Title

Valid Rule Due Process Challenges: Bond v. United States and Erie’s Constitutional Source

Document Type

Article

Comments

William & Mary Law Review, Vol. 54, No. 2, forthcoming Nov. 2012.

Abstract

This article begins by asking what constitutional provision is violated by the enforcement of law without a lawmaker. Taking a positivist view—i.e., that law does not exist without a lawmaker—it concludes that the problem of law without a lawmaker collapses into the problem of coercion without law. Coercion without law violates the Due Process Clause in an obvious way: it is deprivation of something “without … law.” The article then explores the existence of this form of substantive due process in American law, arguing that we find it in three somewhat surprising places: Lochner-era substantive due process; modern federalism cases like Morrison, Lopez, and Bond; and Erie itself. Erie’s constitutional source, it concludes, is the Due Process Clause.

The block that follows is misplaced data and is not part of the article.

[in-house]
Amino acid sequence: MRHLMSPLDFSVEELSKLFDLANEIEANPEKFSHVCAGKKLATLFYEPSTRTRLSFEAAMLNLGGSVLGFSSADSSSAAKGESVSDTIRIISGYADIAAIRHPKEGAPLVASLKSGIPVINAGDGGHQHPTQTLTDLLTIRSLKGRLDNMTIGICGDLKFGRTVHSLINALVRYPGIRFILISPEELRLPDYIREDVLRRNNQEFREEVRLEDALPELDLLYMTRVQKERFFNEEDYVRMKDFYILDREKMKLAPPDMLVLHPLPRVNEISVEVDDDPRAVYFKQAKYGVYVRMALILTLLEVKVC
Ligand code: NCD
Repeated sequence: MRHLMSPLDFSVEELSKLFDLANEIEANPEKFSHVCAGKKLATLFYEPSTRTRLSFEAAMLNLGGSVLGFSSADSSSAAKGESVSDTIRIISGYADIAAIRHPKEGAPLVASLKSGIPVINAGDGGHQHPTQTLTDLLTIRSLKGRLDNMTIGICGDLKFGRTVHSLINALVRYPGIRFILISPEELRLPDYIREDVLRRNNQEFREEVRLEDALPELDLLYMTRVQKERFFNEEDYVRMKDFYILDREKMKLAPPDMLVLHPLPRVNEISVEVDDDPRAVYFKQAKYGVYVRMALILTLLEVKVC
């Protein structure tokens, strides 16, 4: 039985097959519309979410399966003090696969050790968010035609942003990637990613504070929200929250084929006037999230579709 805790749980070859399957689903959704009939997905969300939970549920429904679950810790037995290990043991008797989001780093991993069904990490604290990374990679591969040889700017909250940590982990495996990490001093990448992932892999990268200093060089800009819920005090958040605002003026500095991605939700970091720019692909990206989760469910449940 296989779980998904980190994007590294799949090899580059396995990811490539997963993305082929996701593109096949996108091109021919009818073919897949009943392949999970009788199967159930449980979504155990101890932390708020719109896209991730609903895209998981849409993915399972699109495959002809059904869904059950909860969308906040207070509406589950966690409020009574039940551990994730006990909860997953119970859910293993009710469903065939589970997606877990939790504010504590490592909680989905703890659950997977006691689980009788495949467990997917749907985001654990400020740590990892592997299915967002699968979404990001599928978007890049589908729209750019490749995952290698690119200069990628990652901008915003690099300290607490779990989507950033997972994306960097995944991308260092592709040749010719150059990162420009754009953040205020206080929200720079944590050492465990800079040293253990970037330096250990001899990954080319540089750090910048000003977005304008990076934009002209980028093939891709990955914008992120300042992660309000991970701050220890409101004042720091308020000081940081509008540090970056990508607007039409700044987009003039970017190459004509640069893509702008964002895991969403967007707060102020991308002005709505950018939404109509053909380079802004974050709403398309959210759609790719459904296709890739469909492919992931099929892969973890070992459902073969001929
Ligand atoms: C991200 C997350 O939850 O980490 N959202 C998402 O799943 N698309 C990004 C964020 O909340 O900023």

Date of Authorship for this Version

2-29-2012

Keywords

Constitutional law, coercion, substantive due process of law, Lochner, federalism, Erie v. Tompkins, federal common law, overbreadth, third-party standing, states’ rights